The next day,  we had another massive storm. The power did not go out. We had about 1-2 inches of water in the basement. It was deepest in the HVAC closet. The pump ran for 4 hours and the water level did not change much. By the fourth hour, the water level started to go down. It took another hour to drain the water. That means we pumped around 13,000 gallons of water before the water level  dropped.   There are 7.5 gallons per cu-ft. Our basement is about 1,000 square feet. That means we had the equivalent of 1.7 feet of water in the basement. That is much more than the rain that fell on our house and lot. 

Two things could be happening. First, water is draining into the area under our basement from other sources. Second, our pump is working in a loop- that is, it is pumping water to the back yard where is accumulates and then filters back to the sump. I suspect both are happening, though the second seems more likely and problematic. The fact that water  level did not drop in the basement after rain stopped strongly suggests to me that we have a pumping loop.
Mulch tide line shows water flood level on back patio
I monitored the water outside and yes, the back yard was flooded with enough water to encroach onto the patio.  Oddly, the patio drained really well and dried very quickly.  Over the years, the landscaping in the back has gotten taller as we added mulch and plantings. I think we have interfered with the drainage pattern. 

The city sent out an email that said the storm on the July 23rd dumped 30 times the water that the city sewer system could handle.  There was widespread flooding. All the neighbors on my block had flooding in their basements to some degree. The good news is that even with this latest rain storm, the water level did not get deeper than 2 inches in the basement. My neighbor 3 doors down was not so fortunate. He got 3 feet of water as runoff from the street entered his basement though an external stair well.  He said the water at the curb was 24 inches deep.  The slight slope of the street from my house to his makes a big difference. 

I have ordered some water tracing dye to further test were the downspouts and sump are exiting. See the next post .

This evening I did an experiment. I put my garden hose in the sump pump output. After about 2 hours, the outlet got saturated and we started seeing a loop. The water from the garden hose was rushing into the sump and was getting pumped right back out.  This tells me that we need to reroute the exhaust from the sump to the front where the drainage will be better.  I also observed that water was rushing into the sump from both the footer drains and from the exterior of the A/C drain pipe. That means water is flowing from locations under my floor other than the footer drains. That is not necessarily bad, but it does mean that a second sump in the HVAC closet would help evacuate water.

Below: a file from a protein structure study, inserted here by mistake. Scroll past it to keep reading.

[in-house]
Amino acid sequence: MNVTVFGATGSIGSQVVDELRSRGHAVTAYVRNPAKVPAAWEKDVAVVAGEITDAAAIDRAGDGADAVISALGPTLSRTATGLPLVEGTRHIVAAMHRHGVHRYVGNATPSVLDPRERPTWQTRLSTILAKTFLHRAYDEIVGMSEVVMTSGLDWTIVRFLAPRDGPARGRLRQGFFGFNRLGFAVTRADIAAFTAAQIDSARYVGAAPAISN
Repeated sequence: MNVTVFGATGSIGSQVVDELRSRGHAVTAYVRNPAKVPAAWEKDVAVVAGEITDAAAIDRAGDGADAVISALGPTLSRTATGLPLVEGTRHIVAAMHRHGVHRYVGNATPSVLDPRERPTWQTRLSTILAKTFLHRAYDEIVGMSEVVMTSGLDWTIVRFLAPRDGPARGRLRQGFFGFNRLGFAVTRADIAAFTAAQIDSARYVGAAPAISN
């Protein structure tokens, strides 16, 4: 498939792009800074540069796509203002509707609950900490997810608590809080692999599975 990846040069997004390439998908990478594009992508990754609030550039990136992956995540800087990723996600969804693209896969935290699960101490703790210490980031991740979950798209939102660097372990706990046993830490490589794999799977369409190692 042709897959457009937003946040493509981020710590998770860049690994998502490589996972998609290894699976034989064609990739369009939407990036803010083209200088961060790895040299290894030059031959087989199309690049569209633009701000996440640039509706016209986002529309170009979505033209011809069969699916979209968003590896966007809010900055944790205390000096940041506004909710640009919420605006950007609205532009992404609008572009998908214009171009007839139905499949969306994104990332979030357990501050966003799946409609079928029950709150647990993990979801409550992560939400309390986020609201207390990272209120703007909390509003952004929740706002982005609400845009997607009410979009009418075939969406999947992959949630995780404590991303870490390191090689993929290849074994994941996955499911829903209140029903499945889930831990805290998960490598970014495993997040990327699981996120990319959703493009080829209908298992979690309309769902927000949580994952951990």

One bit of good news. The new ceramic tile floor was not affected by the flood. We are able to mop and scrub it back to like new condition. 

With this new data I have come up with the following plan. 

1. Redesign the gutter downspouts to ensure they drain away from the house. Drain to the front is preferred, and away from neighbor’s lot line. 

2. Regrade any landscaping that is not sloped away from the house. This is only an issue in the backyard. The front is well graded away from the house.

3. Install a second sump or enlarge current sump so that we have at least 2 @ 1/2HP sump pumps. One pump will exit in existing pipe to the back, one to exit to the front.  I am undecided on whether we need a new battery back up pump. It won't cost much to add and it would provide some redundancy if say the circuit breaker pops. The new sump pumps will be wi-fi enabled so we can monitor their performance and react if power goes out or a pump fails. 

4. Run an electrical line for a new dedicated outlet for the new sump pumps. While I'm at it, install a new wall switch and outlet so I can power my layout with one switch.

5.  Install a natural gas powered 16-22KW whole house generator with automatic cut in during power outages and whole house surge protector.  That way I can run trains in a power outage. 

6. Draft an annual service plan to check all systems and service as needed.

July 24, 2020

Another Flood

We had another massive storm last night. If you were watching opening day baseball game you saw some of it.  

This time our power stayed on, but the sump pump could not keep up.  In a way we are lucky repairs from the storm of a few weeks ago were not yet done, as they would have been in vain.

We have had several drainage and erosion contractors here in the past few days. We have some ideas to improve drainage and increase pumping capacity. None of them involve removing the Aquia Line. But if these measures don't work, we may have to strip the basement and install a whole new drainage system.